Mussie, Then And Now

Jasper Jackson cautiously entered the All Things Christian Store for the first time ever, although the business had been in Greenville for years. He felt out of place as he observed all the religious artifacts, gifts, books, CDs, and other items for sale.

"May I help you?" The woman behind the counter asked and Jasper realized he was the only customer in the store. Soft Christian rock music was lightly playing in the background.

"I'm looking for a Crucifix," Jasper said politely. "Gold, maybe."

The woman nodded and led him to a wall in the far back corner of the store. Several crosses hung from the wall and more were in open-faced boxes on shelves. Jasper could feel the eyes of multiple crucified Jesus' staring at him. In addition to Jesus, Jasper also felt the eyes of the woman on him too and he glanced at her with uncertainty.

"Hello, Jasper," she said with a knowing smile on her face.

Jasper squinted at her. "Do I know you?"

"Mussie Hamilton," she smirked. "It's been a long time."

Jasper's mouth fell open as he gawked at her with disbelief. "No offense, Mussie, but a Christian Store is the last place I'd expect to find you!"

"It's true," she agreed with a slight laugh. "But Jesus is all about redemption!"

He looked at her, surprised that she was dressed so modestly with a plain long gray skirt and a white blouse. She wore no makeup and her brown hair was pulled back in a bun.

"Are you one of those born agains?" Jasper asked.

"No, not really," she shrugged. "I mean I try to be a good Christian but I'm not one of those Bible Thumping pray-on-your-knees annoying zealots who tries to convert everybody she encounters!"

"Good!" Jasper teased. He took a crucifix from the shelf. "I'll go with this one," he decided.

"Have you been converted too?" Mussie teased as they walked to the front customer counter.

"No, it's for my Aunt Rose," Jasper explained. "She's moving into an assisted living apartment and I thought she'd like this over her bed."

"Very nice," Mussie replied, wrapping the gift as Jasper watched.

He handed her his debit card and she ran it through, handing him his receipt when returning the card.

"Thanks for visiting All Things Christian," Mussie said warmly as she placed the gift in a bag and handed it to him.

"It's been an interesting experience," he smiled before starting for the door.

"Jasper!" Her tone almost sounded desperate and he looked back at her with concern. She glanced at the clock. "I close up in ten minutes," she said. "Would you mind waiting for me? There's a nice quaint café just around the corner."

He looked at her for a long moment as their entire past flashed through his mind. Should he politely turn her down and walked out of her life as quickly as he had arrived? Was there any point in continuing this unexpected meeting? He chewed on his lip and sucked in his breath. "Okay," he said, finally. "I'll wait for you there."

She seemed relieved and she nodded her head in acknowledgement as she watched him leave the store.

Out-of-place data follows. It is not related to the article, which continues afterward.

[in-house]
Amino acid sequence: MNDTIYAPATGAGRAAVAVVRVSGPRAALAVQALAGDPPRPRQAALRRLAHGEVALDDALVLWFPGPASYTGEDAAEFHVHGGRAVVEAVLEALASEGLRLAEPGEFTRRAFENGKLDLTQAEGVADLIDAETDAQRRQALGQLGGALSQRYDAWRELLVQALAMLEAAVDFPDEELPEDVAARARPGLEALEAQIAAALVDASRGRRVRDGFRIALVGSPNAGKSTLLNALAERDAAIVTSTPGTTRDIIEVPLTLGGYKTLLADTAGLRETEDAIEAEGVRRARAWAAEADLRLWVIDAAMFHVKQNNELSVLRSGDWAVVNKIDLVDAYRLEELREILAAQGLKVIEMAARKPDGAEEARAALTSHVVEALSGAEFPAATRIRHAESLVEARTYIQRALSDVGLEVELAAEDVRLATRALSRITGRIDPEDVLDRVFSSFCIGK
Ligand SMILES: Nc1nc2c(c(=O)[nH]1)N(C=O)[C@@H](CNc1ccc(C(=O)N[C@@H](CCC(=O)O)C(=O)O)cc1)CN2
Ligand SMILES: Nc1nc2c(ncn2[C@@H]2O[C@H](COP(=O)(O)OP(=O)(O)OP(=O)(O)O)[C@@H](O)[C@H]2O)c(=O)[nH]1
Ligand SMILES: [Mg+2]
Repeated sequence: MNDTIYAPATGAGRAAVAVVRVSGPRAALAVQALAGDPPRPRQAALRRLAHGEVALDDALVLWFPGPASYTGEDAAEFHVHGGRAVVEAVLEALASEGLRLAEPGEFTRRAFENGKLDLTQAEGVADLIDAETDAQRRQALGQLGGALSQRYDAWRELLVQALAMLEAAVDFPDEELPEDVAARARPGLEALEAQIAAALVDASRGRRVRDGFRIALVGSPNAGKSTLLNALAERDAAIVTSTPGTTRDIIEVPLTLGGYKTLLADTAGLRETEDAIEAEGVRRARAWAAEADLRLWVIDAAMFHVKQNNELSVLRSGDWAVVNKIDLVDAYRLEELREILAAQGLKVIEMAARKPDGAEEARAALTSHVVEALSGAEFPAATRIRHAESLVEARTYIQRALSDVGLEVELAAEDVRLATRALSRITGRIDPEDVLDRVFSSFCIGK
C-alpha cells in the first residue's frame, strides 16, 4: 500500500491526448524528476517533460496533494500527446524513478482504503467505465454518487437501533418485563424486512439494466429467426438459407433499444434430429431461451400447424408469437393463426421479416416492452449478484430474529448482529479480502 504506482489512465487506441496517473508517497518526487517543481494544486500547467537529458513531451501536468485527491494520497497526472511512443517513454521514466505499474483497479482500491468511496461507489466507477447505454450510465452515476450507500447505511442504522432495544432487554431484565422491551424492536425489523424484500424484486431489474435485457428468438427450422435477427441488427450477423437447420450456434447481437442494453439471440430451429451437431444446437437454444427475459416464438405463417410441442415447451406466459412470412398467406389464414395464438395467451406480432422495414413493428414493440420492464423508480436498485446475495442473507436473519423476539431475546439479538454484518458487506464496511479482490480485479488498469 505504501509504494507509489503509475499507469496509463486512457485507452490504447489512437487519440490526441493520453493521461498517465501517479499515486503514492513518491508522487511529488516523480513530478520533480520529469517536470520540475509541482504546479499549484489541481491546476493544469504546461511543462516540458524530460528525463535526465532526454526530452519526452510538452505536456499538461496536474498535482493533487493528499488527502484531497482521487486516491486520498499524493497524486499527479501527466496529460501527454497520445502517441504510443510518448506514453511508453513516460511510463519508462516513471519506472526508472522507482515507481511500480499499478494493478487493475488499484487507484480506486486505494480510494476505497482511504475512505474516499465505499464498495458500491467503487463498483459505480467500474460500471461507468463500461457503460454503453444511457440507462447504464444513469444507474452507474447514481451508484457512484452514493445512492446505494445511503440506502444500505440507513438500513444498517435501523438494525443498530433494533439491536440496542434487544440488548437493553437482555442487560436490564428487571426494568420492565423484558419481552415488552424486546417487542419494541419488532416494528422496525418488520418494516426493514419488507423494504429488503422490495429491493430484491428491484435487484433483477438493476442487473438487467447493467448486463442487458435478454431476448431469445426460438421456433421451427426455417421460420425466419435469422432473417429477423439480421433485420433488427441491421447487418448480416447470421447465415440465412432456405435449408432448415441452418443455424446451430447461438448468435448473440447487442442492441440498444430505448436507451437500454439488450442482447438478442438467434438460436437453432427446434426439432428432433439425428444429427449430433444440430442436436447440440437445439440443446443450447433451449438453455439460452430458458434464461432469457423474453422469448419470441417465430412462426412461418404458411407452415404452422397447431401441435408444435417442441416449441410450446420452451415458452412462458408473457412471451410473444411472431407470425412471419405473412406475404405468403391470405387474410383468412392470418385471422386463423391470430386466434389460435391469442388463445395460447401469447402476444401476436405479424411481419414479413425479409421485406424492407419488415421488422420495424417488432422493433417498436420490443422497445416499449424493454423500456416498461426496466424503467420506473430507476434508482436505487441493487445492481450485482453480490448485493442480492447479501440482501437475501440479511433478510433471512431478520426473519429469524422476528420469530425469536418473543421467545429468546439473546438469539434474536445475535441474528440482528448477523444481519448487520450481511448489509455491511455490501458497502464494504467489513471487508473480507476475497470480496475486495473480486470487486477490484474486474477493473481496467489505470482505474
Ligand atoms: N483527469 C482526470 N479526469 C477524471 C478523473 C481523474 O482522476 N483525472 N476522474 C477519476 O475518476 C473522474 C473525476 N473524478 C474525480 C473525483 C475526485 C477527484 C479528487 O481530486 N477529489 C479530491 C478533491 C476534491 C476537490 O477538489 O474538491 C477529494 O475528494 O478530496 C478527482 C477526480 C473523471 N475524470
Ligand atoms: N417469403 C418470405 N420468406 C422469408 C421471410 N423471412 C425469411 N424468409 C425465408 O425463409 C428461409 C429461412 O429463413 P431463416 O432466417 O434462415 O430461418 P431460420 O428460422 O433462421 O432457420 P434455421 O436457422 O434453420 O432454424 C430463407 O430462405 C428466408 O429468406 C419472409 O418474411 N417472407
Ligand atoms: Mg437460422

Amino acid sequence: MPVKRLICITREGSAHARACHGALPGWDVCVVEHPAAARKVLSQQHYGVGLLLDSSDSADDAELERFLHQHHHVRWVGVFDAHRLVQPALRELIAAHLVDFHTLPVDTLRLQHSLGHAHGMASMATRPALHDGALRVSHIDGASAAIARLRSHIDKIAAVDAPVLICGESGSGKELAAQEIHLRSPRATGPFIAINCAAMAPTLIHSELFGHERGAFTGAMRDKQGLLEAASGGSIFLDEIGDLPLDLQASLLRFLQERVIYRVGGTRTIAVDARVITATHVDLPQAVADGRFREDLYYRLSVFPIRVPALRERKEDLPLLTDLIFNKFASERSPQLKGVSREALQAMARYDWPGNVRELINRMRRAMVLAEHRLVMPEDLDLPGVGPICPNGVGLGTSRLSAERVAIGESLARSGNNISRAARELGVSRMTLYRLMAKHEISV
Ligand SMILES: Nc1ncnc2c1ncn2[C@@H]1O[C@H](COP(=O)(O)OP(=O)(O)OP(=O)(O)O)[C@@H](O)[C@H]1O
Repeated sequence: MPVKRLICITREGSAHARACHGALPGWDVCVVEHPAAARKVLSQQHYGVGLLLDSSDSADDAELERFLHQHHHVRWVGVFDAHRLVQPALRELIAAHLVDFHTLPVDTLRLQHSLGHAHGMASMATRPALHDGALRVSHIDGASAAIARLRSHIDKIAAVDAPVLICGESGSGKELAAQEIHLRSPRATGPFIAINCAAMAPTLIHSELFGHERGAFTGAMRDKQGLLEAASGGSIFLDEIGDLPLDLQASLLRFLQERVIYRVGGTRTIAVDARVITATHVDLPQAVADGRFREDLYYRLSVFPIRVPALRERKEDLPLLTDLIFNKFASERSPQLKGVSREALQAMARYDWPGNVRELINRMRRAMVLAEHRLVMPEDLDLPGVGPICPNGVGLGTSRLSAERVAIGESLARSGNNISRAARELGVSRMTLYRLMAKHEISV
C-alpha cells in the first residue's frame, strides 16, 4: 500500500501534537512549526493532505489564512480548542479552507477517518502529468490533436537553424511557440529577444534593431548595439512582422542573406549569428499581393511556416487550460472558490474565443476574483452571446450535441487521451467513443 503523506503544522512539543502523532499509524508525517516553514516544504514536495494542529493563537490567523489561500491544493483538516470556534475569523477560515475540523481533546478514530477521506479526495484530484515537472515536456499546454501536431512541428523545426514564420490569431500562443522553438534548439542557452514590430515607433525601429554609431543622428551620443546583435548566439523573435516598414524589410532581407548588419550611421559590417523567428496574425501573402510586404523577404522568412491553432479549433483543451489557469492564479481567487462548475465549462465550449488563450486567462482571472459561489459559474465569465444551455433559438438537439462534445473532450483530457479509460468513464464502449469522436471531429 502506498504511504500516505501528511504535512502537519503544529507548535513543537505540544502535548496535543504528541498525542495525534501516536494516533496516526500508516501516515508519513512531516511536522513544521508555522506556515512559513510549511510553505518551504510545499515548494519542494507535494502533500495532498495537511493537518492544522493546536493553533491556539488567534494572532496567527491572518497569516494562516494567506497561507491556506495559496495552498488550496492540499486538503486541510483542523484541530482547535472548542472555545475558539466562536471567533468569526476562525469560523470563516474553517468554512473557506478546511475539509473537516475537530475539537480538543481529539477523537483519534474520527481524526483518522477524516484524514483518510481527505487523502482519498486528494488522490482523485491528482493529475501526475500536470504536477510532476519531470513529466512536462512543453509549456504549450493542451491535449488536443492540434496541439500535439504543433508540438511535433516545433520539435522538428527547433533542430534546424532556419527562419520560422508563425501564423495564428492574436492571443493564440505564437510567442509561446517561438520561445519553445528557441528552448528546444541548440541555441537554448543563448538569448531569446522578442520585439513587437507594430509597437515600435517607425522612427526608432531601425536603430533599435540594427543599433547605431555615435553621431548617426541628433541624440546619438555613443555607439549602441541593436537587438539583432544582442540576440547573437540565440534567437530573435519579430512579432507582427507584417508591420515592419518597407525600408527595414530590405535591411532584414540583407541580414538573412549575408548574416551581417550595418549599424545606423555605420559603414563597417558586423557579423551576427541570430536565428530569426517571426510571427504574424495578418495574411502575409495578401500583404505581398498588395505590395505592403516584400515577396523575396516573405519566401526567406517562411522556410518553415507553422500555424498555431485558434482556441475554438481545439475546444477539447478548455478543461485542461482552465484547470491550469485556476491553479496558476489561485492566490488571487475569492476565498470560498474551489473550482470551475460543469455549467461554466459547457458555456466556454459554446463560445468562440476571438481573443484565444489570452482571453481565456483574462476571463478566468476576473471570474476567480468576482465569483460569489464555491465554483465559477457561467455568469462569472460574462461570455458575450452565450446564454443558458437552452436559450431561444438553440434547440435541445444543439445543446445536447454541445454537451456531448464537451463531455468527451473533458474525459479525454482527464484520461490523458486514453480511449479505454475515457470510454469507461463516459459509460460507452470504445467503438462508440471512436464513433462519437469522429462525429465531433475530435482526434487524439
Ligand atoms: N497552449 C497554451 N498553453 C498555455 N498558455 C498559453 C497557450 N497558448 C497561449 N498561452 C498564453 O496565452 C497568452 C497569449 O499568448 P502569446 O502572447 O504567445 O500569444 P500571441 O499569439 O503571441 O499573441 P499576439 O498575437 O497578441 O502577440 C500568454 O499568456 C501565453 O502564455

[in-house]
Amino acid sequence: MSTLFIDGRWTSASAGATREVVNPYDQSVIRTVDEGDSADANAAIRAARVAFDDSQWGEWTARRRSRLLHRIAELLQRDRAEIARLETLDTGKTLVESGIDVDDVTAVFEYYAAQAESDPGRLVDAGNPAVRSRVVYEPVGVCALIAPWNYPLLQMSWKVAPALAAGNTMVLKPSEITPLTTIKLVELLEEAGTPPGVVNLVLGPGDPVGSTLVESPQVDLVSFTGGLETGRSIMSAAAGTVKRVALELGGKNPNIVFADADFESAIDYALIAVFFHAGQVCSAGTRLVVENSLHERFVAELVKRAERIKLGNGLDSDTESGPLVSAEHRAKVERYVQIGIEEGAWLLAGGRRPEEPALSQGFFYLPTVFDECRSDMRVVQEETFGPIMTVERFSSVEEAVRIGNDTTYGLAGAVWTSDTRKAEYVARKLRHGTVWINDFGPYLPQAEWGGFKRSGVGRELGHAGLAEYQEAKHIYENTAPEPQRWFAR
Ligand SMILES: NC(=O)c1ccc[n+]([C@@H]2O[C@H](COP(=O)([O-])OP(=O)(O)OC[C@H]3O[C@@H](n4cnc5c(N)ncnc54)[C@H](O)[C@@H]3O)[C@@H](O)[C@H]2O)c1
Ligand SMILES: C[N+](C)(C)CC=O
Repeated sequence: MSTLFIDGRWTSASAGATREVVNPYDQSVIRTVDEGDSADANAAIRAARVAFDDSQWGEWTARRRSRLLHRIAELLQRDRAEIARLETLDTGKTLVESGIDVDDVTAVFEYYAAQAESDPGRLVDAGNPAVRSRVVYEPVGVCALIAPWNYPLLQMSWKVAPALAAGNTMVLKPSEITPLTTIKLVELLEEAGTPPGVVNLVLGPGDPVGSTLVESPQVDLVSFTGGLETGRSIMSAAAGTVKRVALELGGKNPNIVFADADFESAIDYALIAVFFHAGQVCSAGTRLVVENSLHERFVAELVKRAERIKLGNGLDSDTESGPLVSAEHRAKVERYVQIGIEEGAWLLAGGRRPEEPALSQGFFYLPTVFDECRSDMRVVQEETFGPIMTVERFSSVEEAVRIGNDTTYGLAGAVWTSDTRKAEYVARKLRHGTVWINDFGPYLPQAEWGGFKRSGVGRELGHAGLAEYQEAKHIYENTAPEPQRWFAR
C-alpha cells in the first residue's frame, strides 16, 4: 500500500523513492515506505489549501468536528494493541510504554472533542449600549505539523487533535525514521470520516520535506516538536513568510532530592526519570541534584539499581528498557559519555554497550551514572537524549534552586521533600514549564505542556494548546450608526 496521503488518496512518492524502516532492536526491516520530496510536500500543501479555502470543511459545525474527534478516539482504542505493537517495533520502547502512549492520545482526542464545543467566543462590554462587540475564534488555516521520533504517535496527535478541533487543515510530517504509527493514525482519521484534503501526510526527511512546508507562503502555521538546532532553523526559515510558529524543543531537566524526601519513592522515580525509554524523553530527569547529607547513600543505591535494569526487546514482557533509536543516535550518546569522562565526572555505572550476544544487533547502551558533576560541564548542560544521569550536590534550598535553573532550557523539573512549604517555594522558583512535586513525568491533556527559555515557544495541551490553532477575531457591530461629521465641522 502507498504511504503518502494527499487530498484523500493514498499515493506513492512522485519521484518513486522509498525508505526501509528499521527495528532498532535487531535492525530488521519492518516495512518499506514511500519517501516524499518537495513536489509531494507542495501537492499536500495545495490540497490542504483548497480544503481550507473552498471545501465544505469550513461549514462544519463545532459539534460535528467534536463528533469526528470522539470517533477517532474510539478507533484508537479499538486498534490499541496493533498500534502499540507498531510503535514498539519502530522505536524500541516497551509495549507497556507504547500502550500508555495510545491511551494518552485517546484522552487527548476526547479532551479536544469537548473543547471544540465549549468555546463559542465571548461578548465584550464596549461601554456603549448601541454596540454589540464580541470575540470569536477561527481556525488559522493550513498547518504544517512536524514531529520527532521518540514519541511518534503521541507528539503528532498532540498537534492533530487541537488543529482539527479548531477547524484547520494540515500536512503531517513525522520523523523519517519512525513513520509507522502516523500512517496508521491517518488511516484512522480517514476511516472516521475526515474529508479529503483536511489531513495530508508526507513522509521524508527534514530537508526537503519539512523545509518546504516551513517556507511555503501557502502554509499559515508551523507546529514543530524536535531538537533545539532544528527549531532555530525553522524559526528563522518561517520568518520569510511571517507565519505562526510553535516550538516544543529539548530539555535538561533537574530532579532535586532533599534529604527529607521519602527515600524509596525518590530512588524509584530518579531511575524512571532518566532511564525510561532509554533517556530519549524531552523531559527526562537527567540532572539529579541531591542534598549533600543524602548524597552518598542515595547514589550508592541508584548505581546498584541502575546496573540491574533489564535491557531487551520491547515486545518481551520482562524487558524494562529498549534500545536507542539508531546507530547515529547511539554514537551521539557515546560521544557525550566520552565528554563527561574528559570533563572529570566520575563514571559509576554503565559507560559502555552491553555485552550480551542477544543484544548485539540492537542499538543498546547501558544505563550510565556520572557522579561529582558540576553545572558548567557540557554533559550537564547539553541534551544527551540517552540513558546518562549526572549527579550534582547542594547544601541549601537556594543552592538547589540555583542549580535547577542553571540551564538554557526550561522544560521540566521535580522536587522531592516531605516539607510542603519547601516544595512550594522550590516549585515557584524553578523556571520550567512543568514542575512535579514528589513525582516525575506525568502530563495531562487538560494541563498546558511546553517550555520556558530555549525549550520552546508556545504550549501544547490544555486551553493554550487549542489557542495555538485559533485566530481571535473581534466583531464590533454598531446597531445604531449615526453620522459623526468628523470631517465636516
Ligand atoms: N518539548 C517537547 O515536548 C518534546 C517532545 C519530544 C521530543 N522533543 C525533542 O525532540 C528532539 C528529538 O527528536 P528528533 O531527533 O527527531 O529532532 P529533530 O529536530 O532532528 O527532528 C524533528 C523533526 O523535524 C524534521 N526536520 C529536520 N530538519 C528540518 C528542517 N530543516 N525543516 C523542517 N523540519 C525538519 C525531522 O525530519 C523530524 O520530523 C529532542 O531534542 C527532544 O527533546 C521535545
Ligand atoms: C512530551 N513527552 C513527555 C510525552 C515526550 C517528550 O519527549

The woman Jasper encountered at the Christian store was not the person he remembered from his youth. The Mussie Hamilton he grew up with had over-plucked eyebrows, thick bangs and wild hair styles, wore expensive and endless Abercrombie and Fitch clothing and more make-up than a circus clown.

"Polite and Christian" would definitely not be the adjectives he'd use to describe her personality back then. Mussie was a spoiled bitch and a narcissistic creep and Jasper literally hated her guts. Unfortunately, she lived on his street and she terrorized the neighborhood girls, including Jasper's kid sister Ally, which is why he got involved in Mussie's orbit at all. He wanted nothing to do with her but he was forced to play the role of big brother when Mussie insisted on being a bullying jerk. His interventions usually involved threats, insults, and peer pressure around school since he was a popular athlete and a few years older than Mussie.

The café was a former diner that had been reconfigured and redecorated into a contemporary eatery with choice menu selections (soups, salads, specialty sandwiches), a variety of teas, and a glass display case full of exotic desserts. The tables were small and round and the décor was modern and abstract. Jasper wasn't quite sure what he was doing there or why he agreed to meet with Mussie. What was the point? They had nothing in common and a past that could only be described as rocky at best. Jasper read the menu, checked his phone, and tried to look cool as he waited. He didn't have anywhere to go, really, but was that any reason to kill time with Mussie of all people?

She entered the café, finally, taking a seat across from him at the intimate table. "Thanks for waiting," she smiled, looking uncommonly nervous.

"How did you end up at a Christian store?" Jasper had to know.

"My grandmother ran it for years," Mussie answered.

"I never knew that," Jasper said with surprise.

"It wasn't something I talked about," Mussie said. "Anyway, she got sick a couple of years ago and I decided to help out. She died and now I live in her apartment above the store."

"Wow."